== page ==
So many wheelsets claim to be the fastest in the world that we’re always a little sceptical when a new wheel launches.
And when they look as crazy as the 2-Spoke M5, that feeling is heightened and it only increases when reading through the brand’s aero claims, which include some unusual test methods such as a static 90° crosswind (impossible when you’re moving) for a single wheel but not the usual ones, such as drag versus yaw angle for wheels in a bike. These must be made of snake oil, right?
But there’s real substance here. 2 Spoke was founded in 1983 by Bram Moens and, over the years, has built many record-breaking bikes and wheels — at the Rio Olympics and Paralympics the 2-Spoke M5’s were ridden to two gold, one silver and one bronze medal.
The M5’s are made from high-grade Toray unidirectional carbon fibre with basalt brake surfaces, which are claimed to give greater durability and temperature resistance.
You’re unlikely to ride these in mountainous events, though, with wheels coming in at a fairly hefty 2,106g.
The clincher wheels we tested are tubeless ready; a tubular version is also available. There’s a built-in speed magnet and the valve is neatly hidden within a spoke.
M5 says the 2-Spokes are able to generate forward thrust in a crosswind, meaning the aero lift generated by their shape outweighs their own drag and results in a net reduction in your overall drag. M5 claims these are the fastest wheels in the world, against spoked wheels, tri-spokes and even discs.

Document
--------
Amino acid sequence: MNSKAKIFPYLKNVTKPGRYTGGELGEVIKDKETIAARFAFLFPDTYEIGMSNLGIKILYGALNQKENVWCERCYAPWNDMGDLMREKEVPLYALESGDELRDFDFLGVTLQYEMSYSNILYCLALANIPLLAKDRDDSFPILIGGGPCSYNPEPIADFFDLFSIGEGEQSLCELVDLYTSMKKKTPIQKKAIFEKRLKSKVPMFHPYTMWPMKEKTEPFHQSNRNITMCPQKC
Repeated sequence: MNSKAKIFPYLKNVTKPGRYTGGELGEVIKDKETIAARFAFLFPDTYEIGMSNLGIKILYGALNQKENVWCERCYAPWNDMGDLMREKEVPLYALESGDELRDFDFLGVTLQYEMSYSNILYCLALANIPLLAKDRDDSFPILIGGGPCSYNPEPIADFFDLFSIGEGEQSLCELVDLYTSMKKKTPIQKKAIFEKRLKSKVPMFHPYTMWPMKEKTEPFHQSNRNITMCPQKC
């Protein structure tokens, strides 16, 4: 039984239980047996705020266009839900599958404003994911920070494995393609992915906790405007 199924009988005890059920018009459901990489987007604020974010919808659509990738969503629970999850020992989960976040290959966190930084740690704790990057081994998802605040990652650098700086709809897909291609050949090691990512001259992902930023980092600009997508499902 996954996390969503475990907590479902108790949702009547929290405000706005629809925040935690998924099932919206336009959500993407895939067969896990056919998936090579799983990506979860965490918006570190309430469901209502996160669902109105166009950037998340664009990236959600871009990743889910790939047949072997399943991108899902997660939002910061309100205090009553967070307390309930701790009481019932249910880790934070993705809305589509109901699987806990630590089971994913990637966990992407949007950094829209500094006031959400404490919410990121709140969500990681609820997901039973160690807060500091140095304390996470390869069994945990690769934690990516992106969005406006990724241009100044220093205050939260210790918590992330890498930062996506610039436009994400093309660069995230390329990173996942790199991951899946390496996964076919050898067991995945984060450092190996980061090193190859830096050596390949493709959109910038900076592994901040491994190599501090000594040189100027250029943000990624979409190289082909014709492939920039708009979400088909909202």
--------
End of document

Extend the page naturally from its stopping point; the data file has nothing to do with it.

We put them up against the ENVE 7.8s that won our wind tunnel test in the grouptest. We used the same 25mm Continental GP4000 S II tyres at the same pressures and our long-term test Orbea Ordu Ltd.
We carried out three back-to-back runs on each of a traffic-free, 4.3-mile airfield circuit at 300 watts. The M5s were consistently 2secs faster, which is impressive given the performance of the ENVEs. They’d likely be slightly faster again on 23mm tyres, as they’d align better with the 24mm width.
The test conditions – flat, exposed, windy – played to the strengths of the M5s. They rely on a firm crosswind to generate speed and on a rolling course the weight would be a significant factor, and it already shows when accelerating.
The ride is quite harsh, too. There’s no sign of lateral flex, though, which is incredible given the construction of the wheels. You do feel more side pressure from crosswinds than on the ENVE 7.8s, but there’s no snappy wind-steer and overall stability is very good given the tough test conditions and a top-level benchmark.